State v. Chan

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Justia Opinion Summary

The Supreme Judicial Court affirmed the judgment of conviction entered by the trial court after a jury found Defendant guilty of burglary and theft by unauthorized taking, holding that the trial court did not commit reversible error.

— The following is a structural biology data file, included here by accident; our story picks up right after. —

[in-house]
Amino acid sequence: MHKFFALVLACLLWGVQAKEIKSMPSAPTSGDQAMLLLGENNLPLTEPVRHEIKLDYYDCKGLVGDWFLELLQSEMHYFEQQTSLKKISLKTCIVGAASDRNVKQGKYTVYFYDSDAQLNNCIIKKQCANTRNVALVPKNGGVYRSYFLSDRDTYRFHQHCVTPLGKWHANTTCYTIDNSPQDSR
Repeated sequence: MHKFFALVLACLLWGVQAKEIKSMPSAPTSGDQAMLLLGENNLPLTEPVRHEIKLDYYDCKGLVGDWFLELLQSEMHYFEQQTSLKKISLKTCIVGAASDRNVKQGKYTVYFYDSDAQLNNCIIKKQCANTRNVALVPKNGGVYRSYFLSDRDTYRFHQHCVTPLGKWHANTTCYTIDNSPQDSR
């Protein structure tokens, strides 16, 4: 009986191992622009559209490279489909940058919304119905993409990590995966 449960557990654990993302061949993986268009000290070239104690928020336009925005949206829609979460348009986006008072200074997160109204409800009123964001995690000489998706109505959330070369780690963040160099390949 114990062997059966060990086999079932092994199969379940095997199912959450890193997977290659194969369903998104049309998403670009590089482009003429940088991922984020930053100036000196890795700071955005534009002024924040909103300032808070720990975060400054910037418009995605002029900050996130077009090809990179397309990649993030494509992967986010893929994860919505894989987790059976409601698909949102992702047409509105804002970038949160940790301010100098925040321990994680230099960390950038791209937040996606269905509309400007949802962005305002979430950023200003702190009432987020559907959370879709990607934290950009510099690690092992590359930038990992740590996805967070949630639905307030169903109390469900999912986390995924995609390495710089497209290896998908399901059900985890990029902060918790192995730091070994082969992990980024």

On appeal, Defendant argued that the trial court erred in denying his motion to suppress portions of a surveillance video recording because other portions of the recording were not preserved and that the court committed obvious error by failing to intervene after several allegedly improper comments made by the prosecutor during closing argument. The Supreme Judicial Court affirmed, holding (1) the trial court's finding that the State did not act in bad faith when it failed to preserve the remainder of the recording did not constitute clear error, and therefore, the court did not err when it denied Defendant's motion to suppress; and (2) the majority of the prosecutor's statements challenged on appeal did not rise to the level of misconduct, and as to the remaining statement, the court's instructions clarified any misimpression that the prosecutor's comments may have created.